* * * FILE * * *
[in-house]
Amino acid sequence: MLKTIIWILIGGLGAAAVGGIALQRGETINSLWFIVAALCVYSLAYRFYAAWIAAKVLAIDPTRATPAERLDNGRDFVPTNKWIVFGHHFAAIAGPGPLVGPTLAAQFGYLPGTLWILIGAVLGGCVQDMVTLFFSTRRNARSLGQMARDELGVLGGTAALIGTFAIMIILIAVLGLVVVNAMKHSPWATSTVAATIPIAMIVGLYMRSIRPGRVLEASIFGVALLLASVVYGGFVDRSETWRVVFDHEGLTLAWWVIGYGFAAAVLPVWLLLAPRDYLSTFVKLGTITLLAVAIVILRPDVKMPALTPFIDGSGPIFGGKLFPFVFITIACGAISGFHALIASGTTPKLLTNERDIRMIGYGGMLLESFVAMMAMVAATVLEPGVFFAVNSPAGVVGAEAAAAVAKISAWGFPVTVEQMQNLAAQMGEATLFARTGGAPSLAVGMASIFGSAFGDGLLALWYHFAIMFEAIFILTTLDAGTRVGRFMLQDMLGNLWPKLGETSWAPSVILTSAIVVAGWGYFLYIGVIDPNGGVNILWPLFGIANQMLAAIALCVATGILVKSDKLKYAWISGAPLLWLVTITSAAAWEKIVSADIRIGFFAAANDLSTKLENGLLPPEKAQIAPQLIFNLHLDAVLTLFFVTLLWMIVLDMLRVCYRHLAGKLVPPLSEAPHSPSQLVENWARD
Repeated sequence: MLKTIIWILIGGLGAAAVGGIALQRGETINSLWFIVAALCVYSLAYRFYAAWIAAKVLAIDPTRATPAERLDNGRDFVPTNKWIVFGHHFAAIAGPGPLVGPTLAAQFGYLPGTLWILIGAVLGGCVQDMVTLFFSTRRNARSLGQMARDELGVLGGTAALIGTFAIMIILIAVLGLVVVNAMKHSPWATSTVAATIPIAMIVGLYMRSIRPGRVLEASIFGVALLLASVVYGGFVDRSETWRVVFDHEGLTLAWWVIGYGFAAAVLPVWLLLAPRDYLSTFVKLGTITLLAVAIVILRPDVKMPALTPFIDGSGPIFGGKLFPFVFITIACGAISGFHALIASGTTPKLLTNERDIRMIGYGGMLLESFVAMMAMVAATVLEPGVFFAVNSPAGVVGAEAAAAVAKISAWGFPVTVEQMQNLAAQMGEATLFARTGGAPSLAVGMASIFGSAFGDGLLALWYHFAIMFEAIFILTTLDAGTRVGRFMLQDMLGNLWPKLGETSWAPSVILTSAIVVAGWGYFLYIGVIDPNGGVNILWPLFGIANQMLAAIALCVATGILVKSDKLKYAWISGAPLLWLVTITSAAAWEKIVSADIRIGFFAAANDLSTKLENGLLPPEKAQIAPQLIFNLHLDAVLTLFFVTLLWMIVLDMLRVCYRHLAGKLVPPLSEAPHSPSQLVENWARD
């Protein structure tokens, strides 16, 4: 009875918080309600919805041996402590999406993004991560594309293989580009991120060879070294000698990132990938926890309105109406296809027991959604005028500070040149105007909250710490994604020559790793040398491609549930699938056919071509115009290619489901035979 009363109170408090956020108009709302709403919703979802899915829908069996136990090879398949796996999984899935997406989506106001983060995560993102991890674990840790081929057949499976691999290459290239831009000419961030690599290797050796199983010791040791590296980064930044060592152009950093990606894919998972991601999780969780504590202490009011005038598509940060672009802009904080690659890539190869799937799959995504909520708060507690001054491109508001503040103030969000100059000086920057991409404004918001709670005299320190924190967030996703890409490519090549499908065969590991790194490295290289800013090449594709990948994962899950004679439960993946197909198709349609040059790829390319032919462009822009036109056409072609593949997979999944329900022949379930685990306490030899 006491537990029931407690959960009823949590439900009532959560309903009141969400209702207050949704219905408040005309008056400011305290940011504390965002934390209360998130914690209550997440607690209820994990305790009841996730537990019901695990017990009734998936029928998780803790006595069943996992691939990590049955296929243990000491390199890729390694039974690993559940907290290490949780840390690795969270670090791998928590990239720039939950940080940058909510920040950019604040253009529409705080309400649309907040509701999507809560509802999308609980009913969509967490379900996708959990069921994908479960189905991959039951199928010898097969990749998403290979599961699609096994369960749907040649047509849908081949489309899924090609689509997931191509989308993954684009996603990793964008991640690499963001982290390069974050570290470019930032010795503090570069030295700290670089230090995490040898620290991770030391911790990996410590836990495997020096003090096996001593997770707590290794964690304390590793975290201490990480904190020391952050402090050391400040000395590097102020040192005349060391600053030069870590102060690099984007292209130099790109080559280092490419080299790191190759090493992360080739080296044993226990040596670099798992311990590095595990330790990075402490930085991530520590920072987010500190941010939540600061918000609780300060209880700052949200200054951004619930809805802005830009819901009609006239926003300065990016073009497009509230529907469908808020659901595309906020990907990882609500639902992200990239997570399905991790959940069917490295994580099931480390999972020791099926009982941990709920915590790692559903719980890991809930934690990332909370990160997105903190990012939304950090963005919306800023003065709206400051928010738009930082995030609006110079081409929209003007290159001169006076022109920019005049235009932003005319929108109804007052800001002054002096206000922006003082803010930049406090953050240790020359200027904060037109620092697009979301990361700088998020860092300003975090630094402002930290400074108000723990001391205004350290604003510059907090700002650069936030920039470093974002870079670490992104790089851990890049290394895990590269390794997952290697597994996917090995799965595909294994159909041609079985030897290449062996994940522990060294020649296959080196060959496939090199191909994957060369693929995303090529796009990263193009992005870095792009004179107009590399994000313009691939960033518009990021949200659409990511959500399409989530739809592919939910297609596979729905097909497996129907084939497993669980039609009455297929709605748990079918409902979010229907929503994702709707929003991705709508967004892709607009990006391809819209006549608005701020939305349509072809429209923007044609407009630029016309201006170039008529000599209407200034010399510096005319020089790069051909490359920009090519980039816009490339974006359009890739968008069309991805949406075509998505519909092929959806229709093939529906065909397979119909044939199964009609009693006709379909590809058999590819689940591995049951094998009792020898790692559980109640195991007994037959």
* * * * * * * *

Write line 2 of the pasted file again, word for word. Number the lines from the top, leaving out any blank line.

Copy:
Amino acid sequence: MLKTIIWILIGGLGAAAVGGIALQRGETINSLWFIVAALCVYSLAYRFYAAWIAAKVLAIDPTRATPAERLDNGRDFVPTNKWIVFGHHFAAIAGPGPLVGPTLAAQFGYLPGTLWILIGAVLGGCVQDMVTLFFSTRRNARSLGQMARDELGVLGGTAALIGTFAIMIILIAVLGLVVVNAMKHSPWATSTVAATIPIAMIVGLYMRSIRPGRVLEASIFGVALLLASVVYGGFVDRSETWRVVFDHEGLTLAWWVIGYGFAAAVLPVWLLLAPRDYLSTFVKLGTITLLAVAIVILRPDVKMPALTPFIDGSGPIFGGKLFPFVFITIACGAISGFHALIASGTTPKLLTNERDIRMIGYGGMLLESFVAMMAMVAATVLEPGVFFAVNSPAGVVGAEAAAAVAKISAWGFPVTVEQMQNLAAQMGEATLFARTGGAPSLAVGMASIFGSAFGDGLLALWYHFAIMFEAIFILTTLDAGTRVGRFMLQDMLGNLWPKLGETSWAPSVILTSAIVVAGWGYFLYIGVIDPNGGVNILWPLFGIANQMLAAIALCVATGILVKSDKLKYAWISGAPLLWLVTITSAAAWEKIVSADIRIGFFAAANDLSTKLENGLLPPEKAQIAPQLIFNLHLDAVLTLFFVTLLWMIVLDMLRVCYRHLAGKLVPPLSEAPHSPSQLVENWARD